Local Web site developer Bizzuka Inc. is part of a joint partnership with National Jeweler, the leading trade magazine covering the jewelry industry, and Lafayette-based Stuller Inc. to produce e-commerce Web sites for independent jewelry retailers. The program, branded as National Jeweler Network - CustomerConnect, allows independent jewelers to be more competitive with larger online retailers.
“The only double digit growth in the jewelry industry over the past few years has been online, a space independent jewelers have yet to occupy with any degree of success,” says Bizzuka CEO John Munsell. “The goal of this partnership is to change that dynamic and give small independents a fighting chance against sites like Blue Nile, Zales and Amazon. It’s truly a David vs. Goliath story. This partnership gives the little guys affordable access to capabilities that for the first time make them competitive with the giants in their industry.”
Stuller Inc. is one of the world’s leading jewelry manufacturers, and an independent retailer selling the local company’s jewelry would be able to add thousands of Stuller products to its site with the click of the mouse, including professional photography, descriptions, pricing using the jeweler’s custom markups and more. Not only can jewelers mine Stuller’s exhaustive inventory, but they can also add their own inventory. In a later version of the software, inventory from other jewelry manufacturers will be included.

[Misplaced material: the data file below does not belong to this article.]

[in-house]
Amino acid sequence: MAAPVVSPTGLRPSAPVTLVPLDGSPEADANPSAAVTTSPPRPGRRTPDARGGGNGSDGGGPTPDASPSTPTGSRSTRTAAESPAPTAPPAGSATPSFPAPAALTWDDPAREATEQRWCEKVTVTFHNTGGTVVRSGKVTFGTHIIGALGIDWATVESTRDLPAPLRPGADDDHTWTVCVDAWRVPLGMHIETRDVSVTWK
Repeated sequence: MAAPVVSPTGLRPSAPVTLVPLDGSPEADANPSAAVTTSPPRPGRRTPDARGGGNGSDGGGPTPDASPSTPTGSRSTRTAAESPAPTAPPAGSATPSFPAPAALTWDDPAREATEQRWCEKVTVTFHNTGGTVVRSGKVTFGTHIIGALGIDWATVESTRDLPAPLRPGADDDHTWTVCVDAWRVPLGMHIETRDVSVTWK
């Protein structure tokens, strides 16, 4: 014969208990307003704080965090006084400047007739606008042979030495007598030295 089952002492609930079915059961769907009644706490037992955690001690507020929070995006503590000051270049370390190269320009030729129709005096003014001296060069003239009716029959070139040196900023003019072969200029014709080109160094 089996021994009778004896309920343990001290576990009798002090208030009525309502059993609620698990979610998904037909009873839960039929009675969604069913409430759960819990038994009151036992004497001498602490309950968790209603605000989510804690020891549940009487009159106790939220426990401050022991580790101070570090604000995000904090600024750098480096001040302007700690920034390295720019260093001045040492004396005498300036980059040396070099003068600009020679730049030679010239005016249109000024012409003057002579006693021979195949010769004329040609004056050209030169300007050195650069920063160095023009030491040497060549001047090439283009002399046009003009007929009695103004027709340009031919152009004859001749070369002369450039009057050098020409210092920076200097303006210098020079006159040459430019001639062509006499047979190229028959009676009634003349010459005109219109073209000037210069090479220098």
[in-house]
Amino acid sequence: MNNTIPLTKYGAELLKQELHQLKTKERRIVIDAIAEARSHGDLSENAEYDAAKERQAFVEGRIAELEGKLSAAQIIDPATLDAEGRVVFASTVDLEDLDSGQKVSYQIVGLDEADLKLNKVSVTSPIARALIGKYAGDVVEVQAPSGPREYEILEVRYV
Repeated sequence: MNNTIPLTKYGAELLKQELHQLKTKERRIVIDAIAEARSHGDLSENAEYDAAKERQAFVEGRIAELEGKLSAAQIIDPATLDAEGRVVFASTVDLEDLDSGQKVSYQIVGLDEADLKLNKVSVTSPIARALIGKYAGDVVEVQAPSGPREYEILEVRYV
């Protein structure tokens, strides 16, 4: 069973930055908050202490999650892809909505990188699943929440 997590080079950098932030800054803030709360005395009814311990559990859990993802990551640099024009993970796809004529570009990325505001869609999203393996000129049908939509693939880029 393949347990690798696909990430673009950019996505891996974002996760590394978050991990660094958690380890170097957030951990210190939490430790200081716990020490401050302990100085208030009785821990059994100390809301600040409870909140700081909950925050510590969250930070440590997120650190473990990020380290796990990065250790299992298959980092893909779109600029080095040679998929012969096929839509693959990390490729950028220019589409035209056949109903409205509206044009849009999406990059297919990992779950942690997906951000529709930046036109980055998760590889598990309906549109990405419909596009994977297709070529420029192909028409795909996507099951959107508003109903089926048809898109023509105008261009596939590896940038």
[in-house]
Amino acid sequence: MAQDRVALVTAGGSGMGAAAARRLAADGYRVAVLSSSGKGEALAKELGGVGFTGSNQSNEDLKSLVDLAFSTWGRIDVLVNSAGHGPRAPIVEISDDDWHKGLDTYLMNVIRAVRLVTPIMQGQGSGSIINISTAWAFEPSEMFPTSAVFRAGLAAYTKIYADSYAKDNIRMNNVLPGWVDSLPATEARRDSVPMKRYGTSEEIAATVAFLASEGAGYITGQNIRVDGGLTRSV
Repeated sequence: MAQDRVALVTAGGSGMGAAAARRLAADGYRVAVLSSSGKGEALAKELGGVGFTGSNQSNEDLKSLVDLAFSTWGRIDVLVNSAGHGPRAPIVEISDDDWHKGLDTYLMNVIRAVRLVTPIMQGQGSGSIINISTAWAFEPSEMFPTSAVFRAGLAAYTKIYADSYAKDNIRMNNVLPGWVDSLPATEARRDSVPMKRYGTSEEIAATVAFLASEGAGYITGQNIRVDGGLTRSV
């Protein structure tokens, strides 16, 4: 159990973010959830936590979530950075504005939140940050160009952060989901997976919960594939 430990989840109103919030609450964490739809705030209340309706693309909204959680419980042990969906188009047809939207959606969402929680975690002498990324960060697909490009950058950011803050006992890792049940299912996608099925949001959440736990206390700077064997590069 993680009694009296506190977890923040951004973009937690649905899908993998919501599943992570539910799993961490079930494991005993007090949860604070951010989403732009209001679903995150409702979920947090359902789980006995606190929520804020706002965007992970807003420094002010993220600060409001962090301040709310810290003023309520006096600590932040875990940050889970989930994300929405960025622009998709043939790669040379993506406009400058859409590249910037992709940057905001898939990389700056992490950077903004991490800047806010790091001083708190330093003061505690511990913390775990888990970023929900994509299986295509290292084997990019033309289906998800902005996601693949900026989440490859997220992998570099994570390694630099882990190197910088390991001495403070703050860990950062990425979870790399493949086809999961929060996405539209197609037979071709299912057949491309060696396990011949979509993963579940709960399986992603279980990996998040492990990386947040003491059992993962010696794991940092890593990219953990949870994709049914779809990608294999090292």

The partnership between Bizzuka, Stuller and National Jeweler has been in the works for two years. “For the vast majority of small, independent jewelers out there in America, this will open the door to e-commerce selling at a minimal cost,” says P.J. Naomi of Paul’s Jewelry, a longtime indie jeweler with two Lafayette locations. “I think it’s going to be highly successful.”
Additionally, National Jeweler will make available to the jewelers’ sites its content — a library of more than 200 search engine optimized articles directed toward the end-user that cover the gamut from educational and technical topics to fashion and season advice. Jewelers are given editorial ownership over the content to alter or localize it as they see fit.
After 29 years, Frosts leave mall, cosmetics business
No matter how much the retail landscape changed over the years, there were two familiar faces you could count on: the mother-daughter team at Merle Norman in the Mall of Acadiana. “We’re like a dinosaur,” says Jan Frost Williams, who along with her mother, Gloria, has been a fixture at the mall for the past three decades — since before construction on the center was even complete.
“There wasn’t anything around [the mall],” Gloria says. “It was dirt; everything was undeveloped. Ambassador Caffery was a two-lane.”
In early June, Gloria Frost sold her successful Merle Norman store to Robert and Sylvia Perez of Lafayette for an undisclosed sum.
Gloria actually sold the Merle Norman location in the mid-1980s and ran a Benetton store in the mall, buying it back several years later; along with Chick-fil-A, she was the mall’s most tenured tenant. The Mall of Acadiana Merle Norman store has been one of highest producing in the chain, which has about 2,000 independently owned and operated stores in the United States and Canada. Frost Merle Norman was No. 1 in sales in 2001 and No. 2 in 2000. It continues to rank in the Los Angeles-based chain’s top 10.
Gloria Frost says the sale marks her retirement.